"I don’t know how much longer we can hold out," said Dee Leahy, a lay missionary from St. Louis, Missouri, who was working with nuns handing out provisions from their small stockpile. "We need food, we need medical supplies, we need medicine, we need vitamins and we need painkillers. And we need it urgently." …

U.N. Secretary-General Ban Ki-moon said the World Food Program was providing high-energy biscuits and ready-to-eat meals to around 8,000 people "several times a day."

"Obviously, that is only a drop in the bucket in the face of the massive need, but the agency will be scaling up to feed approximately 1 million people within 15 days and 2 million people within a month," he said.

A “month”?

That’s the UN for you.

The effort to get aid to the victims has been slowed by blocked roads, congestion at the airport, limited equipment and other obstacles. U.N. peacekeepers patrolling the capital said public anger was rising and warned aid convoys to add security to guard against looting

The World Health Organization has said eight hospitals in Port-au-Prince were destroyed or damaged, severely curtailing treatment available for the injured.

So the World Health Organization builds hospitals that will not stand up to moderate earthquakes?

(And we have already seen the quality of the construction of the UN building there.)

Officials said damage to the seaport also is a problem for bringing in aid. The arrival Friday of the aircraft carrier USS Carl Vinson helped immediately by taking pressure off the airport. Within hours, an 82nd Airborne Division rapid response unit was handing out food, water and medical supplies from two cargo pallets outside the airport

All in all, this must be quite problematic for our media masters.

Of course they want to make Mr. Obama look good. But their training and every instinct is still to make the US look bad, especially its military.

It’s got to be quite tricky for them.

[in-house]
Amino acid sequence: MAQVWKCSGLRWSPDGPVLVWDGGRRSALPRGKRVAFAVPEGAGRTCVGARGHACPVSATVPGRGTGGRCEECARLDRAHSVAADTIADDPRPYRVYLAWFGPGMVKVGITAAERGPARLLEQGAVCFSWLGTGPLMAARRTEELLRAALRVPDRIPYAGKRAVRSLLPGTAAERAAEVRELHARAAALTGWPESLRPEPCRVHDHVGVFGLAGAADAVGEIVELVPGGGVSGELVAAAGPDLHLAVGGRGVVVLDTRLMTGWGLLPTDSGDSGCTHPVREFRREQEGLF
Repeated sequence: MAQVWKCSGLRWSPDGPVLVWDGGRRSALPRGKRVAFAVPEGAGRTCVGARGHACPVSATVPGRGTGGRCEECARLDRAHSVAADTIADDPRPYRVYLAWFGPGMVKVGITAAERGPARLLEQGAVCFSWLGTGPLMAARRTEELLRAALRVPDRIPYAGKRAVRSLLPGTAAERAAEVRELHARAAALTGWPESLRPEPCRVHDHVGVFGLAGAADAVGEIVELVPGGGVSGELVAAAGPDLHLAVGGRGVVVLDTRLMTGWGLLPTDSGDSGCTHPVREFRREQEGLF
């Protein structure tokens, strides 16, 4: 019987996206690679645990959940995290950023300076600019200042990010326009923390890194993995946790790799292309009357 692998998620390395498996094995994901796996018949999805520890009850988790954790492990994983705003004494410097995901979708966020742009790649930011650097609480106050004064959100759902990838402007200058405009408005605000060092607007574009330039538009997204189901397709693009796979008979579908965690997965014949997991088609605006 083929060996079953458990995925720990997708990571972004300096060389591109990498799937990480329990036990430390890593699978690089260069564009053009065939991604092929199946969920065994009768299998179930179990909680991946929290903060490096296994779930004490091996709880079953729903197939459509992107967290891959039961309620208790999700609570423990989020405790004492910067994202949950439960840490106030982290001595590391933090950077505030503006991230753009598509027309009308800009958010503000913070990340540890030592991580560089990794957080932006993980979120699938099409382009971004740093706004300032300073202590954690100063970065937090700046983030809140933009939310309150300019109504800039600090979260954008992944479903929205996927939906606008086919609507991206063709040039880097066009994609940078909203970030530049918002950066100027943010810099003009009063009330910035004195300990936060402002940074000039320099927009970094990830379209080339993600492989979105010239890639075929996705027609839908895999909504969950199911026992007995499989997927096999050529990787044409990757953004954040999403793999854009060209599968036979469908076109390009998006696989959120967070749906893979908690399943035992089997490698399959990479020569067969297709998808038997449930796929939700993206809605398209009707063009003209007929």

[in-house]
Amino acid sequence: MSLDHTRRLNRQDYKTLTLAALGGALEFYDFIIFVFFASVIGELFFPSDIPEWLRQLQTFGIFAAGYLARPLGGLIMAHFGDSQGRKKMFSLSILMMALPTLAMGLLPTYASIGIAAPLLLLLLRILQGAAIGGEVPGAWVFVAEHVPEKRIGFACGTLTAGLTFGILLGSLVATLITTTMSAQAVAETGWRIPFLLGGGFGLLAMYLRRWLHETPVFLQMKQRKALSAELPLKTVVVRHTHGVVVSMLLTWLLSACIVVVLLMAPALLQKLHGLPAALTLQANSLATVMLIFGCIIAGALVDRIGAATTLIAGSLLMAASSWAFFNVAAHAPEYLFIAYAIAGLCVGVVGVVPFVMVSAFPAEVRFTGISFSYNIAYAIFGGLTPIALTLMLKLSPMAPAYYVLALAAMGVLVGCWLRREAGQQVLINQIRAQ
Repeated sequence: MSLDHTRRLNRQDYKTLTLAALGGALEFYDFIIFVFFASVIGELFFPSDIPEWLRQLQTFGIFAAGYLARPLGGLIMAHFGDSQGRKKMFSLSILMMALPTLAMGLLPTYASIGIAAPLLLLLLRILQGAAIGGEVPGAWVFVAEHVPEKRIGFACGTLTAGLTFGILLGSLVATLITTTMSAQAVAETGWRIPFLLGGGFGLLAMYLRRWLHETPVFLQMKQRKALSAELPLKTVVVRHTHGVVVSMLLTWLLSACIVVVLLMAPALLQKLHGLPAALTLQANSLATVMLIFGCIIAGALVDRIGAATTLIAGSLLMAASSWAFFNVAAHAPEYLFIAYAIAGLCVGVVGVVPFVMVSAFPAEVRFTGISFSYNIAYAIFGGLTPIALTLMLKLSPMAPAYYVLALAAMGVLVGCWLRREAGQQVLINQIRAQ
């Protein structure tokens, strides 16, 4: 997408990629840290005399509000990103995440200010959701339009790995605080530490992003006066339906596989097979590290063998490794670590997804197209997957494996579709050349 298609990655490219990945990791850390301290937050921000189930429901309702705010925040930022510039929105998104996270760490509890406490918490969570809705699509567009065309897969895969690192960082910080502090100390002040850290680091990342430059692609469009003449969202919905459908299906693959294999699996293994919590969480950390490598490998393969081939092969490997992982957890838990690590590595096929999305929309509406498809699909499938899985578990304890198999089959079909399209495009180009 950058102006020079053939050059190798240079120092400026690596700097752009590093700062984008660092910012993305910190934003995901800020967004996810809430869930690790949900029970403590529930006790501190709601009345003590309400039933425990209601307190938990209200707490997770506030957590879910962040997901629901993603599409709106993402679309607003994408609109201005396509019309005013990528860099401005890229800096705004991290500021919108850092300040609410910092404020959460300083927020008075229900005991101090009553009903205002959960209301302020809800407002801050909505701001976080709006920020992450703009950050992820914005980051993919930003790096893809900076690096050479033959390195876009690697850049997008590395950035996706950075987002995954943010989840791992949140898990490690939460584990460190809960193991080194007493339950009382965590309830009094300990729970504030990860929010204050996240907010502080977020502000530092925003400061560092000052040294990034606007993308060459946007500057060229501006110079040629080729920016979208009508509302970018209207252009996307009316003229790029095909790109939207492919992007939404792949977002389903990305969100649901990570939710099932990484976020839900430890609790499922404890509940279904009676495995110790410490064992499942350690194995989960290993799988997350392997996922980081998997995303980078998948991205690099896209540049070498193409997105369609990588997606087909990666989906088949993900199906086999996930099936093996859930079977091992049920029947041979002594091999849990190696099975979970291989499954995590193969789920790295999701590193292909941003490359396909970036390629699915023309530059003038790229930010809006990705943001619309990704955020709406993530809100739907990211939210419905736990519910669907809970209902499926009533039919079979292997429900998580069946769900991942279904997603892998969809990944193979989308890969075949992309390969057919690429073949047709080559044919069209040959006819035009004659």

This article was posted by Steve on Saturday, January 16th, 2010. Comments are currently closed.

6 Responses to “Feuds Over Reaching Haitian Victims”

  1. Rusty Shackleford says:

    The arrival Friday of the aircraft carrier USS Carl Vinson helped immediately by taking pressure off the airport. Within hours, an 82nd Airborne Division rapid response unit was handing out food, water and medical supplies from two cargo pallets outside the airport…

    Yes, yes…..everyone knows that a carrier is a portable “airport” that can handle air traffic overflow. (not)

    My god. Such idiocy…such amazing, remarkable, resplendent idiocy.

    For those who don’t know, the 82nd Airborne would set up a zone independent of the airport, which is what I gleen from this absurd statement that implies that 1) the carrier can handle “day-to-day” regular air traffic, just like a real airport and that 2) the Airborne outfit would’ve been unable to function without the carrier there, thus having to use the Haitian airport.

    However, not explained is the possibility that helos are operating from the USS Carl Vinson and shuttling supplies as well as serving as a base for helo flight ops in concert with the 82nd Airborne. That certainly is possible. But the implication the writer makes is that civilian aircraft will be able to land on the Carl Vinson in order to “take up the slack” from the overcrowded airport.

    It’s clear that nowadays, AP writers have not only no knowledge of military ops but no technical ability whatsoever, other than which is the best keyboard or which camera takes the best shots.

    • proreason says:

      I’m looking forward to Air Force One landing on the USS Carl Vinson

    • tranquil.night says:

      Mission Accomplished?

    • Right of the People says:

      If it wasn’t for the brave men and women who staff Air Force One, I’d love to see Barry try. At least they could recover the black box to tell us what happened.

      The lame stream media is beyond belief.

  2. Confucius says:

    Sounds like a reality TV show: “Provider–I Care More Than You, Damn It.”

  3. Chuckk says:

    Sounds like New Orleans.